Fundraising and uncertainty
I remember those days well: The weekly teleconferences fell into a pattern: First, there would be good news about a potential sponsor; then, it wouldn’t work out. The initial seed money was running out and there were no new sponsors. But the 2008 presidential election made a difference. With the new administration came renewed interest in supporting the US Pavilion effort. The new Secretary of State, Hillary Clinton, set up a group inside the State Dept. to support the effort, and named a Commissioner General, Jose Villarreal.
“We began picking up steam, but time and money continued to be problems,” said Winslow. “I was not certain we would have sufficient funding to complete the Pavilion, until two months prior to opening day. And then, I wasn’t certain that we would have sufficient funding to keep the Pavilion open for the duration of the Expo, until one month before opening. Basic building systems like air conditioning, and the show systems for the major exhibitions, did not come online until after the soft opening week. Thanks to the terrific effort by our project management team, and our operations team headed by Mark Germyn, we opened on time and on budget, and even had a small surplus at the end of the Expo, which we donated to the State Department.”
Secretary Clinton’s hands-on approach was unprecedented in my experience. We had never before had direct involvement by a Secretary of State, and I think it made all the difference in turning the fundraising effort around. “All-in-all it was a very difficult project with many daunting obstacles,” said Winslow. “Most of my peers thought we would fail and were crazy for taking on such a forbidding task. I am particularly proud of the success of our Student Ambassador Program, our outreach efforts and our public diplomacy work. I believe they will have long-term benefits to the US and our relations with China. It was a roller-coaster ride, but I am glad we took the chance and that the US played a significant role in the largest event in history.”
For my own part, I was greatly impressed by the entire team effort on this expo pavilion. Their dedication and professionalism, coupled with ability and experience, were incredible – it was one of the best teams I’ve encountered in more than 30 years of working on such projects.
With the help of the State Department and in particular, Secretary of State Clinton, Shanghai USA 2010 (the non-profit corporation created by Winslow and Eliasoph) raised a record $63 million. Kris Balderston who headed the Gobal Partnership Initiative for the State Department said, “With a challenging timeframe of only 10 months, we worked closely with Secretary Clinton to demonstrate the importance of this unique public-private endeavor in representing the best of America under one roof.” The surplus of approximately $3 million was put to good use – see the Legacy section at the end of this article. The New York Times reported on Clinton’s efforts for the USAP in this January 2010 story.
I met with Balderston and his team every week in the run-up to opening, and the reports from GPI on the status of fundraising were the most-awaited part of each team meeting. More than 400 corporations were approached and participation agreements were signed with 68 official sponsors and 16 official suppliers. I know there were 400, because among other things I had to coordinate the vetting of all sponsors through several branches of the State Department. It was the biggest vetting process we had ever had. The 68 sponsors did much more than donate funds. They designed, built and installed exhibits, filling one entire gallery of the pavilion, and conducted more than 200 business forums, press conferences, and customer and employee meetings at the pavilion, promoting trade and investment.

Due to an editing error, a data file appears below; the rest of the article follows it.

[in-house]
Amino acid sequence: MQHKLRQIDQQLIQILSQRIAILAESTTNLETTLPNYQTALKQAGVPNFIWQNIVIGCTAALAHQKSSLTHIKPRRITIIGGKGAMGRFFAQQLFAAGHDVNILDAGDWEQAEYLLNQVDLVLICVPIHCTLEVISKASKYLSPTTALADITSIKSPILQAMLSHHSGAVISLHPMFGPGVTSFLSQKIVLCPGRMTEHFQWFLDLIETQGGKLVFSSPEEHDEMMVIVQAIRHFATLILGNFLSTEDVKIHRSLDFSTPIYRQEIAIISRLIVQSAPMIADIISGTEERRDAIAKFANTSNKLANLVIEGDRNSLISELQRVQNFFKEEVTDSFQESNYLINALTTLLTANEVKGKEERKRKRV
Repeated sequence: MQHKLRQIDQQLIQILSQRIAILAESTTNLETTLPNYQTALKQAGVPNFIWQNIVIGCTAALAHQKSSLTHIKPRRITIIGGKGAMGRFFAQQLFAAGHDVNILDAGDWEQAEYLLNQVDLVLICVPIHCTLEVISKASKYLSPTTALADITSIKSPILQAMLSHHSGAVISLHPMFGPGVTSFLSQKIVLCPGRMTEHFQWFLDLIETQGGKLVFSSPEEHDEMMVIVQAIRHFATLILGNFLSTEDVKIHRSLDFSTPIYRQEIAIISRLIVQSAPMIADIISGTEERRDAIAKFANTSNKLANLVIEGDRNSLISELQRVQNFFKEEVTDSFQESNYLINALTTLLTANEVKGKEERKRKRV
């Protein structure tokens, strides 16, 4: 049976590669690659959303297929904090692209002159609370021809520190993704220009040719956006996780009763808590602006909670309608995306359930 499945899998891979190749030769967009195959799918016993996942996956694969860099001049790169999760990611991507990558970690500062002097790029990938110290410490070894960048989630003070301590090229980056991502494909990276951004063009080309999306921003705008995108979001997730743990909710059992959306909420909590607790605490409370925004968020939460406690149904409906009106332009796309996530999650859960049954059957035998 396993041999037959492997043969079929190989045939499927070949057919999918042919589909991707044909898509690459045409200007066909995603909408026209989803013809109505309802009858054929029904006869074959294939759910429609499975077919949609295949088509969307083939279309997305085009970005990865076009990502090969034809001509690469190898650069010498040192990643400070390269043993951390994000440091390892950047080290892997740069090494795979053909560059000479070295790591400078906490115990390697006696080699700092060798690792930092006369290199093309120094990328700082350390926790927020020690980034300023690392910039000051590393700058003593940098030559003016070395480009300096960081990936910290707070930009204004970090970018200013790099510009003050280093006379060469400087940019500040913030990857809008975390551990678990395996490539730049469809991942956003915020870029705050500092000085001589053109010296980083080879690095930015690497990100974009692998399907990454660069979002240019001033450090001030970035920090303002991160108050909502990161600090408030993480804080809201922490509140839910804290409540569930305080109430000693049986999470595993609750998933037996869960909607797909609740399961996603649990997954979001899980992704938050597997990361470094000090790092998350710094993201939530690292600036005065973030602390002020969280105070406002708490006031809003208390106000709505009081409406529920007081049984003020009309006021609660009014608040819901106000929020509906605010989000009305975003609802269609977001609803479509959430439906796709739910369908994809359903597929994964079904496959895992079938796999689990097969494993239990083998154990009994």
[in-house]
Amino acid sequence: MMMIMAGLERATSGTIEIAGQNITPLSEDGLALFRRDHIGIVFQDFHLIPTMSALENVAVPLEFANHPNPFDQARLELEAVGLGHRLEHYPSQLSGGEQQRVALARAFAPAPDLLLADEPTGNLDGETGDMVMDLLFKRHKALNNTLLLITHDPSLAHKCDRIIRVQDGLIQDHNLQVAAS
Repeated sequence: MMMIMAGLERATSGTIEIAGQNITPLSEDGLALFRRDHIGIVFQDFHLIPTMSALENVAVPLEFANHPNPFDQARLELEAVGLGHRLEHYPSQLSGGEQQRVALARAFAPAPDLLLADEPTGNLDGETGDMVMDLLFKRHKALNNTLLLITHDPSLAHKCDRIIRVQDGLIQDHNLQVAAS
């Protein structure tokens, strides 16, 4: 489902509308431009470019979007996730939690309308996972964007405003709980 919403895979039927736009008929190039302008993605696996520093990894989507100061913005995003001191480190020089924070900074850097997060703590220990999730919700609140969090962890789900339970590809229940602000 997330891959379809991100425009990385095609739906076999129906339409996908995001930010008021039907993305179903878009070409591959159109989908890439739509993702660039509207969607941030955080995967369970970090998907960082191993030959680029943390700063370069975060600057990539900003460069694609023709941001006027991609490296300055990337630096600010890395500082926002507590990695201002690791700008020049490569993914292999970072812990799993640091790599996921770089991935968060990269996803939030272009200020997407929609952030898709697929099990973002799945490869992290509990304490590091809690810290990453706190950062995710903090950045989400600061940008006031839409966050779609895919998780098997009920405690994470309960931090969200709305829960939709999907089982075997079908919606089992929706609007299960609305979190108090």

Vancouver-based architect Clive Grout, of Grout McTavish Architects, was recruited to design the building. Grout got his start with world’s fairs, appropriately enough, at Vancouver Expo 86 and went on to do many others, as well as other projects that accommodate high public traffic, such as airport terminals. The USA Pavilion (USAP) measured 64,580 sq. ft. and stood 56.8 ft. at its highest point, making it one of the largest such in recent history. For comparison, the US Pavilion at Aichi 2005 was less than half that size, and the US Pavilion at Lisbon ’98 was a little smaller than Aichi. You have to go back to Seville ’92 for anything comparable: the US Pavilion at Seville had 55,000 square feet of space under its roof.
The USAP at Shanghai 2010 had a very functional two-story design with exhibitions on the lower level and offices, conference rooms and a VIP lounge on the upper floor. In addition, it was a green, carbon-neutral building. This was achieved through carbon-offset purchases that canceled out the Pavilion’s CO2 emissions. Sustainable materials were used in its construction, including recycled bamboo flooring. The carefully considered placement of the building and its glazing reduced exposure to the sun, decreasing the heat load in the building and limiting the energy needed to cool it. Centrally produced chilled water avoided the need for on-site specific cooling plants, which saved additional energy. A solar hot water system warmed the Pavilion’s water supply. Recessed sections of landscaping around the building collected rainwater, allowing it to seep straight into the ground, preventing run-off. Moreover, the building had a roof garden supporting biodiversity and demonstrating how people can grow food where they live, even in urban environments. The Pavilion’s garden included citrus trees, herbs, vegetables, and grape vines. The entry courtyard included 50 mature camphor trees cooling the environment for pavilion visitors. Photovoltaic cells converted sunlight into electricity, and powered the main USA sign near the Pavilion’s waterfall.